<iframe src="//www.googletagmanager.com/ns.html?id=GTM-PWMWG4" height="0" width="0" style="display:none;visibility:hidden">

The drawings that capture Ireland’s crumbling castles

12 September 2018

At the end of August Ireland’s Heritage Council released a five-year strategic plan, proposing to set out a new vision for the country’s heritage and to map a route towards its realisation. The idea is that by 2022 ‘heritage will be at the heart of Irish society and decision-making and that Ireland will be internationally recognised as a centre of excellence in heritage management, conservation and community engagement’. As so often with such documents, this one is strong on lofty aspiration but weaker on specific action leading to the achievement of goals. But if evidence is required to demonstrate how heritage management and conservation are often sorely lacking in contemporary Ireland, it can be found in a newly opened exhibition presented by the Irish Georgian Society at the City Assembly House in Dublin: ‘Vain Transitory Splendours’, a collection of 87 drawings by English artist John Nankivell.

Now aged 77, Nankivell has been a regular visitor to Ireland since his teens and from the mid 1970s onwards explored and depicted historic properties across the island. Working in pencil on paper and usually completing each picture on site, Nankivell early on focused his attention on abandoned and ruined country houses, of which there is an abundant supply.

Tyrone House, Co. Galway (n.d.), John Nankivell.

Tyrone House, Co. Galway (n.d.), John Nankivell. Courtesy the Irish Georgian Society

With its Ozymandian subtext of ambition brought low, the subject matter is inherently melancholic and Nankivell knows how to exploit this to maximum effect: he seems to relish depicting every broken window frame and dislodged block of stone. Particular attention is given to the creeping presence of ivy and other vegetation, as man-made intrusion succumbs to the advance of nature. In a number of the earlier works, Nankivell includes a turbulent sky of clouds whipped into a spiralling frenzy, as though to reflect the Sturm und Drang of the unhappy building below. More often, though, the background is left plain, prioritising his depiction of neglected architecture. As Bevis Hillier noted in The Spectator nine years ago, while the artist was always scrupulously accurate in his depiction of each place, ‘there was something about the perspective – a hardly perceptible distortion – that saved the drawings from being drily academic; it was as if the buildings were reflected in a lake with a slight shiver across its surface’.

Killua Castle, Co. Westmeath (n.d.), John Nankivell.

Killua Castle, Co. Westmeath (n.d.), John Nankivell. Courtesy the Irish Georgian Society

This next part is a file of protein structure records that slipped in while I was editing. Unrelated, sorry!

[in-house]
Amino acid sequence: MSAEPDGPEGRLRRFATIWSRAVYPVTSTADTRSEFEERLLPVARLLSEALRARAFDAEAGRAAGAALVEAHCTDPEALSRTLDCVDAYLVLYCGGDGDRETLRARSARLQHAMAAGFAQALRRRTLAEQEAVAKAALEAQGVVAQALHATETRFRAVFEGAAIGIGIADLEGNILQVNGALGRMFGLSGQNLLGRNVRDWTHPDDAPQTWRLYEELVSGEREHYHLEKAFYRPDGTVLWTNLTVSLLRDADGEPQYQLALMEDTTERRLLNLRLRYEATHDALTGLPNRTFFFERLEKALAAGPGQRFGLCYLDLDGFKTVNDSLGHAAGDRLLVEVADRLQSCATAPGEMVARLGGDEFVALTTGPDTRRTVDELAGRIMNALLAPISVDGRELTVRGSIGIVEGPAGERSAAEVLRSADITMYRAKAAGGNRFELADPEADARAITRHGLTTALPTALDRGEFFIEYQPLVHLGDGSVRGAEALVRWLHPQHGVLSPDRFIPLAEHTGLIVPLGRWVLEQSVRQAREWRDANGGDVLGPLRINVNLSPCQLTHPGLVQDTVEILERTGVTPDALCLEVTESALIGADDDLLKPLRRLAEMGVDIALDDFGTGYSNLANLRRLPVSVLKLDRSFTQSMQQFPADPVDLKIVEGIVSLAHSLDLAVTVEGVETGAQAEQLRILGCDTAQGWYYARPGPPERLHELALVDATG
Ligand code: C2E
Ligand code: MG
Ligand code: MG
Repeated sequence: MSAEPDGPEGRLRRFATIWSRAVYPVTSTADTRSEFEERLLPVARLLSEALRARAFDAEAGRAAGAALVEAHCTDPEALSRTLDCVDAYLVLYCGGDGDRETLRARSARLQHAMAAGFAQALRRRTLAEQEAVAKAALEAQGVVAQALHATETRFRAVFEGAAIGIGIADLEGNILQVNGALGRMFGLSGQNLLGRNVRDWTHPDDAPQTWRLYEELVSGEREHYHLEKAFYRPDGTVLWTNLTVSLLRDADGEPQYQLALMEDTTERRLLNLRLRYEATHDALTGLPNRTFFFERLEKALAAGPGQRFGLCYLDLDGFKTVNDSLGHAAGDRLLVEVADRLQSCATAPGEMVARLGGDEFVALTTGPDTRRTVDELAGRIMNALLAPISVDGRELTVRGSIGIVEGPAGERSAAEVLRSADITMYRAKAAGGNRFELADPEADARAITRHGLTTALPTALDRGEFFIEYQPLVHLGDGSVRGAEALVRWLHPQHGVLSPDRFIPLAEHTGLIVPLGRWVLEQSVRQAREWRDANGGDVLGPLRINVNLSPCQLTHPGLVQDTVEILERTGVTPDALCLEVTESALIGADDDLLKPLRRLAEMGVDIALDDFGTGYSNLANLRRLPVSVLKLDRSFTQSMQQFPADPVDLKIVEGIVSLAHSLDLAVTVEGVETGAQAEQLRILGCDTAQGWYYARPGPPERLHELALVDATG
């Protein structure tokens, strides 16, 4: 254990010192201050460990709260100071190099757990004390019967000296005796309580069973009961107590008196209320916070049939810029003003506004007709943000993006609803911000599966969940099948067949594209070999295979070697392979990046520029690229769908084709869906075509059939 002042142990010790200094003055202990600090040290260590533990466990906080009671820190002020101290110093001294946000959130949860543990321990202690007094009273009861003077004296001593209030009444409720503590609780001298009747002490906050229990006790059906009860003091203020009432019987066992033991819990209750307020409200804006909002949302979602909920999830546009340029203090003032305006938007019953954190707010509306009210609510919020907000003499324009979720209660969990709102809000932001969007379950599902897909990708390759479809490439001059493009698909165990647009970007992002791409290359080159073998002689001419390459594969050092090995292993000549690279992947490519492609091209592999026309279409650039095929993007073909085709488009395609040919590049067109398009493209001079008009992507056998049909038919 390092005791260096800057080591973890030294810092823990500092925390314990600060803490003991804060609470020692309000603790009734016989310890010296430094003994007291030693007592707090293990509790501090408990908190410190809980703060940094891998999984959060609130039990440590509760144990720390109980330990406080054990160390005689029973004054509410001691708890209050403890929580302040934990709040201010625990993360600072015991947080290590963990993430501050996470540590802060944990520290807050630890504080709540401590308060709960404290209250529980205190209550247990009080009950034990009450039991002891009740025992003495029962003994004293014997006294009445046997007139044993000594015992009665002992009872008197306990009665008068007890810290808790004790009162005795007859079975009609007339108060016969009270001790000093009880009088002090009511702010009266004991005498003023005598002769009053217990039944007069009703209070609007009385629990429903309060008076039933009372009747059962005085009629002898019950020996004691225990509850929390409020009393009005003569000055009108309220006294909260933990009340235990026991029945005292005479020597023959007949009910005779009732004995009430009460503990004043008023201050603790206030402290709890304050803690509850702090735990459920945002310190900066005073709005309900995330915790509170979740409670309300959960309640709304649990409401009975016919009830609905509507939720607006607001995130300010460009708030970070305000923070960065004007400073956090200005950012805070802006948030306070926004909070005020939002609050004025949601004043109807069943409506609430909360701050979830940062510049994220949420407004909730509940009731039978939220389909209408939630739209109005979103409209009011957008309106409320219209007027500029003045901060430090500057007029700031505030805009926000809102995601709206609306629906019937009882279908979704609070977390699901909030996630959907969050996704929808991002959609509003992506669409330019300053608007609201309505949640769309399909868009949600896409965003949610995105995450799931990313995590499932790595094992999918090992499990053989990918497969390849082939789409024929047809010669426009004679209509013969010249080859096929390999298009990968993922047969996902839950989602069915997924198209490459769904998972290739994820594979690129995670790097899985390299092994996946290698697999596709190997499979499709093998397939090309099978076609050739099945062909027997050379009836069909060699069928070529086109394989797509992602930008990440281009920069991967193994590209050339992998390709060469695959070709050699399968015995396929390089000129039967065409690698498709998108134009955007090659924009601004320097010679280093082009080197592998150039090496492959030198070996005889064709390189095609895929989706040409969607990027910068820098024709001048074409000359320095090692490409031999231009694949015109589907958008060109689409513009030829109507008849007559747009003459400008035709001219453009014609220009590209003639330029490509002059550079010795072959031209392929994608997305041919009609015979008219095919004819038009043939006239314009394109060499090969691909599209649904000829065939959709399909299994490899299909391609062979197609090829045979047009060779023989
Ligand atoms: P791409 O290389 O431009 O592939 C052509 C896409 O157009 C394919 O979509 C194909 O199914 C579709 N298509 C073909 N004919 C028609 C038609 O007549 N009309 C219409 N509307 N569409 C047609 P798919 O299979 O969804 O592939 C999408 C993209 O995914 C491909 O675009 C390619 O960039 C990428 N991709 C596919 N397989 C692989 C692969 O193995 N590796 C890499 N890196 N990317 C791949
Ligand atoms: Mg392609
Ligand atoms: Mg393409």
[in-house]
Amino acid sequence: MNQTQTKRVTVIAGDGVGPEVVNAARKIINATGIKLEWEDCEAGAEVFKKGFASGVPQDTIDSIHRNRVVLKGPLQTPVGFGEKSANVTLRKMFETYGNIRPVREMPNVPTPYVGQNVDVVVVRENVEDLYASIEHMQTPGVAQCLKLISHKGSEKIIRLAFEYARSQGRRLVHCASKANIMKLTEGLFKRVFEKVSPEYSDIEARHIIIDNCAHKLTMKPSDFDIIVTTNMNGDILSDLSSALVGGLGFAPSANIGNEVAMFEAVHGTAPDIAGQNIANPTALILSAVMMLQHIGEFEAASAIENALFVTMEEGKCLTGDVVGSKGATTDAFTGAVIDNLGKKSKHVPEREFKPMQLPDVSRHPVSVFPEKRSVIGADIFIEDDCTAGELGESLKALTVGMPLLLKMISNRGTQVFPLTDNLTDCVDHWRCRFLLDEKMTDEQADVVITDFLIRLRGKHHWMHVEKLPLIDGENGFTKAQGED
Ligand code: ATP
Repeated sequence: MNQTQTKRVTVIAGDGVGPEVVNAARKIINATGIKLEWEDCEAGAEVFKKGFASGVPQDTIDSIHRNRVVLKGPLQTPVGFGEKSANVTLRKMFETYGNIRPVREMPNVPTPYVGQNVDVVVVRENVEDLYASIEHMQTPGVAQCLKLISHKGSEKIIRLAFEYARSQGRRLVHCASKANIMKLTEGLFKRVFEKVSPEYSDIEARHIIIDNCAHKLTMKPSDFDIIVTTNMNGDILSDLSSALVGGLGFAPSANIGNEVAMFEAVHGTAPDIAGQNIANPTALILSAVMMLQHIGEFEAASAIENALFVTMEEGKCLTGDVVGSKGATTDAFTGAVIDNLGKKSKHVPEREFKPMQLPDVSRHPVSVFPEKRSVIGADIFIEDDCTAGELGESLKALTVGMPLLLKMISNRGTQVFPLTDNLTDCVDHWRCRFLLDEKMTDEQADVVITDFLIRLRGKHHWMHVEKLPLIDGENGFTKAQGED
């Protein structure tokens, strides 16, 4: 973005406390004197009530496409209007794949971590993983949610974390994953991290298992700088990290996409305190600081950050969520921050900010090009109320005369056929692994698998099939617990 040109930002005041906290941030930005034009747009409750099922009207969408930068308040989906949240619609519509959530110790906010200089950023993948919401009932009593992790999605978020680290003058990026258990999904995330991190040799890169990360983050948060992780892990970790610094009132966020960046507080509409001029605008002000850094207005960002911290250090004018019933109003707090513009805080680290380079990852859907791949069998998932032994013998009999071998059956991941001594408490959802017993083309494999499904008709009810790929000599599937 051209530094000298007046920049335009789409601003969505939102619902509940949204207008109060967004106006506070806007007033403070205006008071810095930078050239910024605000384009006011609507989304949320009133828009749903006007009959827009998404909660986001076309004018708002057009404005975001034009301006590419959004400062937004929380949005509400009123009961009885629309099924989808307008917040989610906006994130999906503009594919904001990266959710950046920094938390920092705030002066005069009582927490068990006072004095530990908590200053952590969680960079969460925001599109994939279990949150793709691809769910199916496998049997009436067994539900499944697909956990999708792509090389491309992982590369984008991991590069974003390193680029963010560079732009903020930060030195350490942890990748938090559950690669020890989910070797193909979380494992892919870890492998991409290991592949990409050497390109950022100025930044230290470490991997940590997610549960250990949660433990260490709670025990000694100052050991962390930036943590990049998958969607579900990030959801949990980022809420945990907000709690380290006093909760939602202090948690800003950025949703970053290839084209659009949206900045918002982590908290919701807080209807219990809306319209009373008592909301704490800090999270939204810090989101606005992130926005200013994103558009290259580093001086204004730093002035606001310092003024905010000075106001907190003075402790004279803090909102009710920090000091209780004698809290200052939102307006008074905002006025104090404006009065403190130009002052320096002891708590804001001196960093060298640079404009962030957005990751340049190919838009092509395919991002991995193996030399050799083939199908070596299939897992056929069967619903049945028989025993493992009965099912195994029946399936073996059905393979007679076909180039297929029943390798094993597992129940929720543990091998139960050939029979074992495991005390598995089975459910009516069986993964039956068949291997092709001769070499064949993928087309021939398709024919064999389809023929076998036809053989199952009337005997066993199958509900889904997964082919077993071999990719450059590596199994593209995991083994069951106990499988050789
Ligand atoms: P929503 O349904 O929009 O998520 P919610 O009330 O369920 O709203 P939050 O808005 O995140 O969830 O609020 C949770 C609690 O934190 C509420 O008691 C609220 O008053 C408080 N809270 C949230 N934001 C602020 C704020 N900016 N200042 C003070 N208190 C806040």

The effect of the drawings, seen en masse in the City Assembly House, threatens to dishearten, leaving an impression that the future for Ireland’s historic buildings can only grow more bleak. This unhappy idea is reinforced by architectural historian Kevin V. Mulligan’s introduction in the exhibition’s accompanying book, an essay alternately elegiac and irate. Certainly much has been lost, and in some instances Nankivell’s drawings are a record of houses that have either decomposed further (Tyrone House, County Galway) or disappeared altogether (Cuba Court, County Offaly). In other instances, buildings have experienced the dubious blessing of salvation in the form of metamorphosis into hotels and golf resorts, invariably with the introduction of insensitive and over-scaled extensions. But, as Mulligan notes in a number of texts accompanying the illustrations, happily there have been instances of a house shown in ruined condition by Nankivell, which has since been returned to vibrant life. Killua Castle, County Westmeath, for example, was twice drawn as a vast and crumbling neo-gothic pile: today, re-roofed and in the throes of ongoing restoration, it is once more a family home.

Here and on several other occasions, Nankivell documented decline prior to rebirth, and thereby demonstrated no building, regardless of condition, need be deemed inherently unsalvageable. A positive message to be taken from the exhibition is that while such representations of ruin can at present be replicated across the Irish countryside, this does not necessarily have to be the case: the phoenix can still rise from the flames. One hopes the Heritage Council pays due notice as it embarks on its new five-year strategy.

‘“Vain Transitory Splendours”: The Irish Country House and the Art of John Nankivell’ is at the Irish Georgian Society, City Assembly House, Dublin, until 28 October.